Let us here praise adjectives and adverbs like excessive(ly), routine(ly), sound(ly), careful(ly), reflexive(ly), unjust(ly), and so on. I love the list and the scene of dancing.

    • I excessively, routinely, soundly, carefully, reflexively and justly like this comment. Thank you, Gene.

  6. I always say that it’s easier to love someone than like them. Love is an act of your will. You love regardless of what is going on. Like is based on how something is affecting me personally more than on the other person. You know like you love your family but you don’t always like them… make sense?
    Diana xo

  7. I love this post!!! It’s so inquisitive. Love extremes.

    • I love this comment, Chloe, especially since “inquisitive” is one of my favorite words. Thanks for reading and sharing your thoughts.

  8. I’m not in alignment over love and liking being close…. and I don’t have time to delve into it here … because I read to the end and I like your learnings and insights from the conference …. and I LOVE your notes. Much more than like!
    Val x

  9. It is our nature to judge-literally. It’s a biological imperative, right? In order to survive animals have to be able to instantly scan the horizon, judge intent and compare…it’s natural. Of course I also like/love to engage in self-righteous judging of people’s behavior. Now that’s not natural or nice. It’s just good sport when I’m bored. How do you like me now?

  10. How can one not “like” a post about what we like. And the spontaneous dance in the hallway is a must-do in life free from condemnation.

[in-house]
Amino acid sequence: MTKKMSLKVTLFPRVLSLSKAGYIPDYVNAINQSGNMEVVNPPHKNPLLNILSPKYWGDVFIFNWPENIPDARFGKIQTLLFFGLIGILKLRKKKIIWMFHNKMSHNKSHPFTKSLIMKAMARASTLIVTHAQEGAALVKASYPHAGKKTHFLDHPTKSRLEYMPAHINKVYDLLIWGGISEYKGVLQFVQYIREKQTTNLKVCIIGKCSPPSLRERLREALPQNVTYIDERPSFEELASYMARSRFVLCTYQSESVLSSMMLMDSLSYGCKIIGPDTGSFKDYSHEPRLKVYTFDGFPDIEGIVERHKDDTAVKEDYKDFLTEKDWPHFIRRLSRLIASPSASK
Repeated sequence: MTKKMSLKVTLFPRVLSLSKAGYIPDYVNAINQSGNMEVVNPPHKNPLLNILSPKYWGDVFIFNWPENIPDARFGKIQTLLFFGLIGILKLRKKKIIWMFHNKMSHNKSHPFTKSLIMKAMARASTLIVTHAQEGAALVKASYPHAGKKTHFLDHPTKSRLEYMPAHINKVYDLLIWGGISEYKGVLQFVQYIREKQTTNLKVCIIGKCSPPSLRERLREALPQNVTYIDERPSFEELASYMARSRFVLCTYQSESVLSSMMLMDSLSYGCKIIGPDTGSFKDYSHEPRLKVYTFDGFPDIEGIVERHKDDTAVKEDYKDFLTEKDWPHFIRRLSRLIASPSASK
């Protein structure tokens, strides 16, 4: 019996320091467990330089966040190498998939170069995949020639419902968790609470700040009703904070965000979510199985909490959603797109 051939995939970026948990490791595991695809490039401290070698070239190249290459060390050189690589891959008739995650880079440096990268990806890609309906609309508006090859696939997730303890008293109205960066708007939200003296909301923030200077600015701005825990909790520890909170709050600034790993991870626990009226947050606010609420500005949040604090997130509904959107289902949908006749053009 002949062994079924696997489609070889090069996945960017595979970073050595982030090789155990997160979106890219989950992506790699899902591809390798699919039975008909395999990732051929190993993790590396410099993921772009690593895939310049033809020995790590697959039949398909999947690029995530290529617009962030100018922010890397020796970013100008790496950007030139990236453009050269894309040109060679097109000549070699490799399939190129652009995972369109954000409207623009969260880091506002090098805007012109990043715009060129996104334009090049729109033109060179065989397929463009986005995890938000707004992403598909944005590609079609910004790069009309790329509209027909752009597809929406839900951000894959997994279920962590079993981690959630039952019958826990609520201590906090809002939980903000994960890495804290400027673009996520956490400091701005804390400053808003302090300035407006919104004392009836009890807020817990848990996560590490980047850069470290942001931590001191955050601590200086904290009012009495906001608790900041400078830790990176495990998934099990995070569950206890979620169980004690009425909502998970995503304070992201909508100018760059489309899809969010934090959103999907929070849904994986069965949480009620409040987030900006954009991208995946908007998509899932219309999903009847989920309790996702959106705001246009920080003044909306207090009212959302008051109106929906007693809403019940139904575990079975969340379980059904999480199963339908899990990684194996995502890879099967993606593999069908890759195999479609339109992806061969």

Judging as in choosing to enjoy, like, love and encourage is a good thing; judging to condemn is not. That’s my judgment anyway. And I judge this to be another encouraging post from Ann who always makes me smile. 🙂

    • I love your equating judging with choosing, in that Wild way of yours, Mel. Thank you for yet another encouraging and wonderful comment (which made me smile back).

  11. This is brilliant! I am glad you lead me here 😉 I think I will enjoy this blog of yours thoroughly 😀

  12. Hi dear Ann! You are SO right – we have much in common and I am so delighted to follow along with each other! In fact, I’m surprised we hadn’t found each other before this, but this is the delight of the blogging community, no? Awesome connections and surprises! 🙂

    I LOVE your messy notes, I can’t think or process without writing things down even if they are messy. And I think this is such a groovy thing to say: “to people who do their best to let go of old and unhelpful patterns.” Most (all?) of us really are doing our best. What a gentle and kind thing to notice about people.